The GRand Unified Bootloader (Grub) is one of the best known free boot loaders. Once developed as a replacement for LILO in the context of the GNU Hurd project, now hardly a distribution comes without him. Because the modular boot loader supports a number of platforms and offers functions that are searched for in other systems in vain. Among other things, Grub can access the operating system cores stored as files via the file system. In contrast to other bootloaders, Grub does not need to know the exact location of the files – however, one prerequisite is that Grub masters the file system itself. For this purpose, the developers have gradually expanded the loader with support for new file systems, so that Grub should also be able to cope with new functions of current platforms.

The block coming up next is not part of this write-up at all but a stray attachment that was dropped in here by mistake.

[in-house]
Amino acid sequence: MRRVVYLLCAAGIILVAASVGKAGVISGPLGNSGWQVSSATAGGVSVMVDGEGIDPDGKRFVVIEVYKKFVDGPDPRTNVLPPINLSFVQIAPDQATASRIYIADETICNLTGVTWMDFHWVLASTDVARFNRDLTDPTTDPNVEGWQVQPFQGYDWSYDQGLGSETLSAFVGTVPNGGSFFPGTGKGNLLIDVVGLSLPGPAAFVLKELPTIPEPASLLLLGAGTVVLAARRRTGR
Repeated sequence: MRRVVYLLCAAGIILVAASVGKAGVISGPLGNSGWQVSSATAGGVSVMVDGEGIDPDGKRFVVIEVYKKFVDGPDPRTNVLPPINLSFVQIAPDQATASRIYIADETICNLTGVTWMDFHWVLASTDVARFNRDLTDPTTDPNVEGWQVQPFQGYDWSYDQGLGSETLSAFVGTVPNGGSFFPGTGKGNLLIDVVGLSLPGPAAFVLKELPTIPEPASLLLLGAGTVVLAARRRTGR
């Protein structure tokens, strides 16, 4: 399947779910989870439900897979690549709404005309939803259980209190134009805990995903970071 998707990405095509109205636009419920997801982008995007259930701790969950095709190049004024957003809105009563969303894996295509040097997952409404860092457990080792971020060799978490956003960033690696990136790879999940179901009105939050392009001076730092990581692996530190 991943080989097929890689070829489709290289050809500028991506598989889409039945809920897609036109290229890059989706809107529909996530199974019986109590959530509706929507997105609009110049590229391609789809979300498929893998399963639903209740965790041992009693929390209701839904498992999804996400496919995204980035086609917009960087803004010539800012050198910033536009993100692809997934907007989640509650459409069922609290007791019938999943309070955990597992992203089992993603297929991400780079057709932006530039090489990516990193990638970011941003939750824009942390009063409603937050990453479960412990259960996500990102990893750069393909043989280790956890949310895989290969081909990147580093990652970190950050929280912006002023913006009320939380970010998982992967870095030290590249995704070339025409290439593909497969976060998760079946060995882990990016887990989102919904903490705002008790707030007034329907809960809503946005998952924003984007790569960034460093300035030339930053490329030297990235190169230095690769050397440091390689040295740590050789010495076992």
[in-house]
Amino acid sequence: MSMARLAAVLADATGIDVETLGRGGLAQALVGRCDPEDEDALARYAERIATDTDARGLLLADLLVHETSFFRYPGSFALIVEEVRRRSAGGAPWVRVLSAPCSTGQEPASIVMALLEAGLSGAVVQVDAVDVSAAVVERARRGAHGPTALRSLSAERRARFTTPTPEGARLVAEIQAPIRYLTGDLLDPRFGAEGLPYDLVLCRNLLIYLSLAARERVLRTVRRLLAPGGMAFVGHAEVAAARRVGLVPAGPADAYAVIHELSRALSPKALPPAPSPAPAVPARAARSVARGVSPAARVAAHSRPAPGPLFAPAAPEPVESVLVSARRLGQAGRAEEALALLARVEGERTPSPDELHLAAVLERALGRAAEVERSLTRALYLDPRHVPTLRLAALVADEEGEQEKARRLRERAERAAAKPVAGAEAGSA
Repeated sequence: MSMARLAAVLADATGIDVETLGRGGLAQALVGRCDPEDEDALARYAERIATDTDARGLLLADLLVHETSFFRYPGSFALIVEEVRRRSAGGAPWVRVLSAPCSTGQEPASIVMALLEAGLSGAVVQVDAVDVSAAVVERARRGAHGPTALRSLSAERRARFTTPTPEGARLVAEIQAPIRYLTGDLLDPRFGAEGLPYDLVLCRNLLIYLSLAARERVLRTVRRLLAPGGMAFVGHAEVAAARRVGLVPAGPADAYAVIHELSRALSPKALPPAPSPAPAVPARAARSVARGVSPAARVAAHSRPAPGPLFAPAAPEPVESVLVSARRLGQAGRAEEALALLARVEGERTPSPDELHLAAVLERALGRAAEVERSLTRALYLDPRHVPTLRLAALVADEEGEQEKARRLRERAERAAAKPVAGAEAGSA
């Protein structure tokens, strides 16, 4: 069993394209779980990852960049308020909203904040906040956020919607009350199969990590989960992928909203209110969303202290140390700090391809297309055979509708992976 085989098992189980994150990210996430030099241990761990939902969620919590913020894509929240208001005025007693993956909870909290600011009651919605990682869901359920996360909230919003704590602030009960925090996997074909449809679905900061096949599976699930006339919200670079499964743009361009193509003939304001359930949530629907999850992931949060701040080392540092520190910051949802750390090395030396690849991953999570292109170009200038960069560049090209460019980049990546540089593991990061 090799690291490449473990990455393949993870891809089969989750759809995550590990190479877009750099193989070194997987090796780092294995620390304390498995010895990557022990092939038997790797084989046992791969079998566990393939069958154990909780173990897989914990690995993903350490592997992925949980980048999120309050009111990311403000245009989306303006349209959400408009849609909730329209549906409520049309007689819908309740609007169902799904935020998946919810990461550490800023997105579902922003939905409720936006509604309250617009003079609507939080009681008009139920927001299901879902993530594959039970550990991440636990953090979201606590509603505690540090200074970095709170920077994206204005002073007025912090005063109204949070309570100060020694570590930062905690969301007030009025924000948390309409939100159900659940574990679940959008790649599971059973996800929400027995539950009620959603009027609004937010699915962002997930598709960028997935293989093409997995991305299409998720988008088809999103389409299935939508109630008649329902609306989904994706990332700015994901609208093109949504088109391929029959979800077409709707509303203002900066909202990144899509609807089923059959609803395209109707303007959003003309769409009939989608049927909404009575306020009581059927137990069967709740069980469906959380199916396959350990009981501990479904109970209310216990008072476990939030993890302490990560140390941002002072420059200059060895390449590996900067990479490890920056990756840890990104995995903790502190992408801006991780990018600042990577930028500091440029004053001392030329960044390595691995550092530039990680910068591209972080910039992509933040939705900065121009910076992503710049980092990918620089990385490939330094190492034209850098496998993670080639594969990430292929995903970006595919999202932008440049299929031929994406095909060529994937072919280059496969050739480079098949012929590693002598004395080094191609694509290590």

With the now released first release candidate, the developers behind the boot loader have ushered in the final phase of the development of Grub 2.04 two years after the last release. After Grub has dealt with Btrfs partitions for over seven years, the developers have further expanded the loader. Among other things, the new version supports the compression using Zstd as well as RAID5 and RAID6. In addition, Grub now comes with the F2FS file system and is able to load various pre-images of Initrd before the actual start of the system. The change results from an attempt to start an alternate code before starting a system, for example, to fix bugs in an architecture in advance.
Platform support has been further developed and existing platforms have been improved. New features include support for RISC V systems and improved support for Xen. The support for UEFI systems was further expanded and Grub extended, among other things, with a new framework for UEFI Secure Boot and UEFI TPM. Furthermore, the framework can also be used by external modules, so that, for example, Grub himself can verify his signature by means of PGP. A list of other changes can be found in the changelog.
Submitted by: Arnfried Walbrecht